STEM Fair Showcases Student Passion for Science Experiments

Freshman Cecilia Fritz presents her STEM project at the school fair (Photograph by Ben Townsend).
Freshman Cecilia Fritz presents her STEM project at the school fair (Photograph by Ben

This year’s STEM fair concluded with an impressive participation of 147 student projects ranging from distracted driving to the strength of different 3D printing methods. Fifteen of the students will move on to the Howard County STEM fair at Long Reach High School.

Two hundred freshmen and sophomore students participated in projects related to science, technology, engineering, and math. The multi-step projects were a mandatory part of the curriculum in Earth Science, Biology G/T, and Biology Honors. Students began by finding reliable research sources, designing an experiment following the scientific method, then carrying out their experiment, and writing a multipage report.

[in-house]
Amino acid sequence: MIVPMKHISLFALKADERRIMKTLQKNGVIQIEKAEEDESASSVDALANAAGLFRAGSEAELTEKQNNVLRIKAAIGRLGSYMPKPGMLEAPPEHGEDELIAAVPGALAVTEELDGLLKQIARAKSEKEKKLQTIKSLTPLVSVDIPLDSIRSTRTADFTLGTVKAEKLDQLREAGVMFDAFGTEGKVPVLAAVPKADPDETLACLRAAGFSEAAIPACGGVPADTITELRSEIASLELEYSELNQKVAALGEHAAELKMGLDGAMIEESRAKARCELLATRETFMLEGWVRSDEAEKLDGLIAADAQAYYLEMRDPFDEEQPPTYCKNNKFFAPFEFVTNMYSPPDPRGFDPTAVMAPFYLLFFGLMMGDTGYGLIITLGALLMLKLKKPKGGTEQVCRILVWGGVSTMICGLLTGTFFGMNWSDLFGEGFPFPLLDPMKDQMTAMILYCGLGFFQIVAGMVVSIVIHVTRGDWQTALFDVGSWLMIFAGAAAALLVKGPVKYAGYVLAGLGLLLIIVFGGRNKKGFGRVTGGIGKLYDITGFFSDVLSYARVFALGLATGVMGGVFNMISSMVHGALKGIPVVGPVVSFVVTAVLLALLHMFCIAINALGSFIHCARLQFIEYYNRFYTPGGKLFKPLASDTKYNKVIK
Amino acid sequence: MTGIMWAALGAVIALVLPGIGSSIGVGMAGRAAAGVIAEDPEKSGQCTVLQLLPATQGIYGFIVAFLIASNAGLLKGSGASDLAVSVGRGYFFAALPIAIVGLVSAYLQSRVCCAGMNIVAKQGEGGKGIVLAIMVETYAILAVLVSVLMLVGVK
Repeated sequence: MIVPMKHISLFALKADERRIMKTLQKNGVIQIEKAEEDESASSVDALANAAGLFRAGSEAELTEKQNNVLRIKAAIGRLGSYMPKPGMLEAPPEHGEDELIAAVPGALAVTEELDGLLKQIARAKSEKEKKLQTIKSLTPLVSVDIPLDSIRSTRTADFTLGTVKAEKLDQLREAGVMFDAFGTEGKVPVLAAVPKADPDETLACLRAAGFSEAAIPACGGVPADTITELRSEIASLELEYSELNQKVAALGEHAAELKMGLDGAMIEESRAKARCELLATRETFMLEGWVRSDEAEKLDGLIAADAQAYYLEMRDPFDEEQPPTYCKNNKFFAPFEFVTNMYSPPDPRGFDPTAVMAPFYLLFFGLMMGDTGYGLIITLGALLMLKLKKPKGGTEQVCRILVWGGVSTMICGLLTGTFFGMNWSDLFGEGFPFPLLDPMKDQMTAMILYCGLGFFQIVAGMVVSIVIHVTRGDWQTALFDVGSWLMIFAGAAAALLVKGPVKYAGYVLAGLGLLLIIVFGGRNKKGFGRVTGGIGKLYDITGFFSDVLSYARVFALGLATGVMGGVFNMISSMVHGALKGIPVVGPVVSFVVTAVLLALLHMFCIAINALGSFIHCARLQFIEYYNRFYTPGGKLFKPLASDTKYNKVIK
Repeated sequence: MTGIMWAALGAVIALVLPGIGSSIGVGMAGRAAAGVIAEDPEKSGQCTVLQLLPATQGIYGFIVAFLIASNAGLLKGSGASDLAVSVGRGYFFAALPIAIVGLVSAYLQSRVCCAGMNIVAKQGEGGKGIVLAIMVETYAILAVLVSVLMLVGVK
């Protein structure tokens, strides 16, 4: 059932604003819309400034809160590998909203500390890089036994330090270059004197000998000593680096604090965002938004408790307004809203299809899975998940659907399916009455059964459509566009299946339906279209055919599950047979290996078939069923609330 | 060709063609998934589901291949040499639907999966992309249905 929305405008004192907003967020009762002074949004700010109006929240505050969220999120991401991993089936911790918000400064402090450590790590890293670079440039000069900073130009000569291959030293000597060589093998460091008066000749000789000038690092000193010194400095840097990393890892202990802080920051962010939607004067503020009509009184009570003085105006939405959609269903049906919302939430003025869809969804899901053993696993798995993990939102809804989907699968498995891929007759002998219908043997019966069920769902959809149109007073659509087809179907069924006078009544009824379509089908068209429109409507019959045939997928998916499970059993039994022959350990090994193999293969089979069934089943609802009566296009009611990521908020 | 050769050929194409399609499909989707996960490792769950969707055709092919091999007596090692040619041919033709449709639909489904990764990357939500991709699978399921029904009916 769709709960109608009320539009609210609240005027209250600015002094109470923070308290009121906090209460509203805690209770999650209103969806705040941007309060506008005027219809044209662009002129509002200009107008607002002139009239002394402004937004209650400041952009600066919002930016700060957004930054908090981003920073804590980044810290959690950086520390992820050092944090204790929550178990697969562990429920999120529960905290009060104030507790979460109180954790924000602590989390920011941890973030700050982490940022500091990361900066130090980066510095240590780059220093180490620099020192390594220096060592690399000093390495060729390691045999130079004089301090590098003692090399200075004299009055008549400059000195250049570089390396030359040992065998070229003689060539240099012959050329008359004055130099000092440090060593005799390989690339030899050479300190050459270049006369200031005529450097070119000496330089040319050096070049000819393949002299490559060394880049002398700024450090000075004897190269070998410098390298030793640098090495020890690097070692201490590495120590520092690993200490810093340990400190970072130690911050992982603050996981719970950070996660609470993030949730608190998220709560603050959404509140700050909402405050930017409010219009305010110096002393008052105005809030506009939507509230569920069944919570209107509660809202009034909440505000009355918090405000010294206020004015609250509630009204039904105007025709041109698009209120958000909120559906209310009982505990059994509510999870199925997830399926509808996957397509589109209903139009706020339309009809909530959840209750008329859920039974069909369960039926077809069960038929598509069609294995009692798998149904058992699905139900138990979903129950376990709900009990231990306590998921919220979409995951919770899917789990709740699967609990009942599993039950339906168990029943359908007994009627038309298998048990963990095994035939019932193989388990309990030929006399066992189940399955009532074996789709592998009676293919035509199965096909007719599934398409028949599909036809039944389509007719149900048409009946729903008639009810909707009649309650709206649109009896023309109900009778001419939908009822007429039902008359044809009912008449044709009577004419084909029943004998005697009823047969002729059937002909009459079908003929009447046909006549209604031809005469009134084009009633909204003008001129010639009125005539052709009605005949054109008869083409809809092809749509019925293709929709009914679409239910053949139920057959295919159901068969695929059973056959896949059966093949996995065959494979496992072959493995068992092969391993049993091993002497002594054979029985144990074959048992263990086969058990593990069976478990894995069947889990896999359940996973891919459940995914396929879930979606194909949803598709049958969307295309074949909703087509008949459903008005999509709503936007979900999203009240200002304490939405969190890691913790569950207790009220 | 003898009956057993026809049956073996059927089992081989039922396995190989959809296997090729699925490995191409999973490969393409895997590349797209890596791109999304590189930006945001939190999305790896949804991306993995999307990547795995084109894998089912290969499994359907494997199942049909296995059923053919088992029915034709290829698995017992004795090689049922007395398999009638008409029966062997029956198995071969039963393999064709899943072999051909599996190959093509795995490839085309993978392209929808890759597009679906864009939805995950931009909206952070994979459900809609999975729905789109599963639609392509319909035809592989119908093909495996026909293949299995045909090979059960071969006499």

Sophomore Lia Conforti, who will be moving on to counties for her project on the flammability of assorted fabrics, said that the project was a valuable lesson in time management due to its strict deadlines. She had to plan out when to finish parts and then create a 10 minute presentation.

Along with public speaking skills, the project teaches students to work with precision, focus on details, and apply what they’ve learned in class.

Projects were judged by a panel of STEM professionals on their hypotheses, ability to make a claim, and scientific accuracy. A few unique projects emerged as crowd favorites, including freshman Nicole Blair’s project on homemade solar panels. Sophomore William Smith’s project on assisstive lifting devices was noted for its impressive use of mathematics.

The following students are moving on to the Howard County STEM Fair: Dhruvil Patel, Kevin Liu, Stella Johnson, Rachel Eisenhauer, Jenny Gloyd, Bailey Dicus, Kate Loughlin, Isabela Rey, Melissa Lund, Tiffany Dang, Beth Virostek, Carly DeSesa, Lia Conforti, Avery Trinh, and Ryan Ingham